Arthur Guinness signed a 9,000-year lease for the St. James’ Gate Brewery in Dublin on December 31, 1759. The rental agreement required a down payment of £100 and an annual installment of £45. The company eventually purchased the land outright.
Sixteen years after the lease began, the Dublin Corporation (the city government) demanded that Guinness pay for the spring water flowing to the brewery from nearby mountains. The founder argued that the H2O was included in his lease, so the city sent the sheriff and a small committee to cut off the supply. That’s when Guinness grabbed an axe. Nobody was hurt, but Guinness stood his ground and consequently got to keep his rights to the water with no extra fees.
On September 24, 2009, at 17:49 (5:59 p.m.), 50 million people around the world raised a toast to the memory of Arthur Guinness. The time is a nod to 1759 when the brewery was founded and this celebration marked its 250th year. Partygoers must’ve gotten a smidge too rowdy, though, because the holiday ceased to exist after the last hurrah in 2013.
Guinness is brewed in 49 countries and sold in more than 150. The beer brand owns five breweries in five countries around the world including Ireland, Malaysia, Nigeria, Ghana and Cameroon.
In the 19th century, the company came up with a trademark-protected label to protect the Guinness name overseas. This included the signature of Arthur Guinness and a harp on the beer’s label. The harp is the same one that appears on Ireland’s coat of arms, except it faces the opposite direction.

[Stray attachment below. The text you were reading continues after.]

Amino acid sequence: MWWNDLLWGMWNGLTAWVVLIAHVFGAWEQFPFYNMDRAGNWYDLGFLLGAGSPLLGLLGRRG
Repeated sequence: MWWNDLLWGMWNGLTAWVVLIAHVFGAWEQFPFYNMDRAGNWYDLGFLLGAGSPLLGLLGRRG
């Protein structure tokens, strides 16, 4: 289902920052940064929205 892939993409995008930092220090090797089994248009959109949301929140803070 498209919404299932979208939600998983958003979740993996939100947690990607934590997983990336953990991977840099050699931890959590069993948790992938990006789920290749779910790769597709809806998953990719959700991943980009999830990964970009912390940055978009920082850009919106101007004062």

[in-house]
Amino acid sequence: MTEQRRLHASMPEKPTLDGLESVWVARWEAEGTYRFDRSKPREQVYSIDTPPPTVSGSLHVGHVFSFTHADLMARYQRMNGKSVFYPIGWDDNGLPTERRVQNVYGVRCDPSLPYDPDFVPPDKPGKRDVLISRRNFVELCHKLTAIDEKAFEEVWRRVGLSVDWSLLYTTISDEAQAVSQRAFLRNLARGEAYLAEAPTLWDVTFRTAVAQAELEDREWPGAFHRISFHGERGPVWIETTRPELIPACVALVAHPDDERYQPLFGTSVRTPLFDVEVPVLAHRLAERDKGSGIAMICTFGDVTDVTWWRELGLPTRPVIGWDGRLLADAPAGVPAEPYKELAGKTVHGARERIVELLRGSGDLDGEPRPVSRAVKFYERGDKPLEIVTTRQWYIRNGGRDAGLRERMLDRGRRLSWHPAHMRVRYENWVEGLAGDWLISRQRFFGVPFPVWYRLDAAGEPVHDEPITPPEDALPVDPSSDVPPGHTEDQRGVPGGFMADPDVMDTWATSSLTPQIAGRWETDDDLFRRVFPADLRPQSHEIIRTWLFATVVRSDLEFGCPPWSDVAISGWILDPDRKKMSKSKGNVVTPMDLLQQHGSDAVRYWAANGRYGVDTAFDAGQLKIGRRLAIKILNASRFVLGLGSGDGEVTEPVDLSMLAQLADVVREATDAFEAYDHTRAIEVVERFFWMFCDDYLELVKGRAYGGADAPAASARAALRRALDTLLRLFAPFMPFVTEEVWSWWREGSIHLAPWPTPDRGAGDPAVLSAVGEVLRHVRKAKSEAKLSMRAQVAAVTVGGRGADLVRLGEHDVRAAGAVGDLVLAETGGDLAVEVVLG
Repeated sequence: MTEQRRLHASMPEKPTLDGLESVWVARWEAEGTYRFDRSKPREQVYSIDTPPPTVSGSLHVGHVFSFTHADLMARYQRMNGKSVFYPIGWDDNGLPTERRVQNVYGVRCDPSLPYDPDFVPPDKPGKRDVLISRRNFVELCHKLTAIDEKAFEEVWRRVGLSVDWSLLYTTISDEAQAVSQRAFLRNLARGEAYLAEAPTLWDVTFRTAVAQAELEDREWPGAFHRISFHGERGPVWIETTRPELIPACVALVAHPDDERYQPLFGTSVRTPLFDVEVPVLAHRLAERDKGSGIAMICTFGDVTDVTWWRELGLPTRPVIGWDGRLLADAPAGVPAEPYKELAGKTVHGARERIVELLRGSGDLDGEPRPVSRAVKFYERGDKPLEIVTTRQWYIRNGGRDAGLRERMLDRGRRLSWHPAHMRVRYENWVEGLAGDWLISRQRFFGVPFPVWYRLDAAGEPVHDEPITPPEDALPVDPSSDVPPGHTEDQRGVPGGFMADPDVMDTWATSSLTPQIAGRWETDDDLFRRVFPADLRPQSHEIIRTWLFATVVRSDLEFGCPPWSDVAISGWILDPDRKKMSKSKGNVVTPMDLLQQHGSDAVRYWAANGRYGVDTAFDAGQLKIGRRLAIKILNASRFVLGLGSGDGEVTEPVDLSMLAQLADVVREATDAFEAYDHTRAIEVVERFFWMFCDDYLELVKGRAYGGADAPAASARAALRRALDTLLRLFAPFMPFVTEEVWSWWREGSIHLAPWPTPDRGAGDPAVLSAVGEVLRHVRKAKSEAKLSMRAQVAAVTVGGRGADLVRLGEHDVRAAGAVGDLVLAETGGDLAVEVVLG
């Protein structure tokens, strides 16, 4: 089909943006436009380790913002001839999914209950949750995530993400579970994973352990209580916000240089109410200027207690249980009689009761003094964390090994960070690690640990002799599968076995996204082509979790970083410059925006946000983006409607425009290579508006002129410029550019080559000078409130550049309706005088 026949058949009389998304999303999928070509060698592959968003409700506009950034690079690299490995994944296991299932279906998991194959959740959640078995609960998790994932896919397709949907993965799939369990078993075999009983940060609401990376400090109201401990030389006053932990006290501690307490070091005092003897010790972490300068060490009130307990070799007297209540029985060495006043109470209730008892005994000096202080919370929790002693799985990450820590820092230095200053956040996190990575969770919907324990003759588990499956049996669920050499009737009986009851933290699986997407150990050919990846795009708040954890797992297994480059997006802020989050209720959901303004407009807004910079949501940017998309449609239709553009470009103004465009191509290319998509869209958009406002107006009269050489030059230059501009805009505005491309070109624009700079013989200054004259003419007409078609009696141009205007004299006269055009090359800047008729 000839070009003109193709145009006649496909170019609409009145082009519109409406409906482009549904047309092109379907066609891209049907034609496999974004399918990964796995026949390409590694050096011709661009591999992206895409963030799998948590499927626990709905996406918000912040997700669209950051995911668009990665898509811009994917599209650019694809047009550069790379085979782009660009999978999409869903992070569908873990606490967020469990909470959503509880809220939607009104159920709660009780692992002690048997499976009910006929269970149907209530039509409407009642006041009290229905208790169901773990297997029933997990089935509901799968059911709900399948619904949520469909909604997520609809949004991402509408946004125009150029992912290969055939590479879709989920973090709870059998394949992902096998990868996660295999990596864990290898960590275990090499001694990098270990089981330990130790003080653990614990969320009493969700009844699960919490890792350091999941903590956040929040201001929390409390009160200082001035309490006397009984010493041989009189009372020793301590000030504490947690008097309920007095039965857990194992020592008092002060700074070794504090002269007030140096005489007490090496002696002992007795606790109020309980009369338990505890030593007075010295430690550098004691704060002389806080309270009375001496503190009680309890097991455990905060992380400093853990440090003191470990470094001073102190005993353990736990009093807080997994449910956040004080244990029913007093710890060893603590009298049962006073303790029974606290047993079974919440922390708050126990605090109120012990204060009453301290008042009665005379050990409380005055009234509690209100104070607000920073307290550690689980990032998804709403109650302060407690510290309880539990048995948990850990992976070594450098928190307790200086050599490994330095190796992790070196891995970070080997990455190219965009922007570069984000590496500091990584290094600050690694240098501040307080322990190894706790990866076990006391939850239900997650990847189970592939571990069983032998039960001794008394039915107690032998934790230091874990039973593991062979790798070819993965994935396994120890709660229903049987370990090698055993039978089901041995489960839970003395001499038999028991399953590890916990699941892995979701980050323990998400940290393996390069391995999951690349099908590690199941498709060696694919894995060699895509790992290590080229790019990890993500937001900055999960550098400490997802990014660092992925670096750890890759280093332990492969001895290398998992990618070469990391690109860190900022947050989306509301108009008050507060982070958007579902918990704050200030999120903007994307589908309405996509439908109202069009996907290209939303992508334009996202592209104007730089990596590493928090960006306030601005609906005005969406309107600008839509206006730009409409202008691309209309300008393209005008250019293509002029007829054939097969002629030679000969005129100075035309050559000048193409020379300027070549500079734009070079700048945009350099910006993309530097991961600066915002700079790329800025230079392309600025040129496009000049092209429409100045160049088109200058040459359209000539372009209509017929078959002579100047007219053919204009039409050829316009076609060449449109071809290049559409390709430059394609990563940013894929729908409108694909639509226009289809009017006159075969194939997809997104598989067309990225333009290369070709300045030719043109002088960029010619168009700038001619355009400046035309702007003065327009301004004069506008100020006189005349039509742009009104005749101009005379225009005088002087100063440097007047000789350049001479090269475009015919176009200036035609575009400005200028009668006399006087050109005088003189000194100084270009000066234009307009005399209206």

In the early days, Guinness did not bottle its own beer. Instead, it shipped booze-filled casks to pubs, which filled their own bottles with customized labels. Sometimes pub owners sold fake Guinness though, so the company sent secret shoppers to collect beer samples for testing. If a bar was busted, the owner had to give a public apology in local and/or national newspapers.
In the early 1950s, Guinness managing director Sir Hugh Beaver went on a hunting trip, where he and his colleagues got into an argument about the fastest game bird in Europe. Nobody could find the answer in reference books, so it was decided that the company would compile a book of facts and figures to settle trivia quarrels in pubs once and for all.
In 1989, Guinness began selling its beer in cans. The tiny plastic ping pong ball you feel rattling around in there is a “widget” filled with nitrogen. When the can is opened, the gas surges out through the beer, creating the same creamy head you’d get if it were poured on draft at the pub.
For nearly 40 years starting in the 1920s, the company’s slogan was “Guinness is good for you.” It was believed that the beer had medicinal properties and doctors even recommended it to their patients. New mothers in Irish hospitals were reportedly given Guinness after giving birth because the beer’s high iron content was deemed useful for recovery. That obviously wouldn’t fly today, but some studies show that drinking beer might actually be beneficial to your health.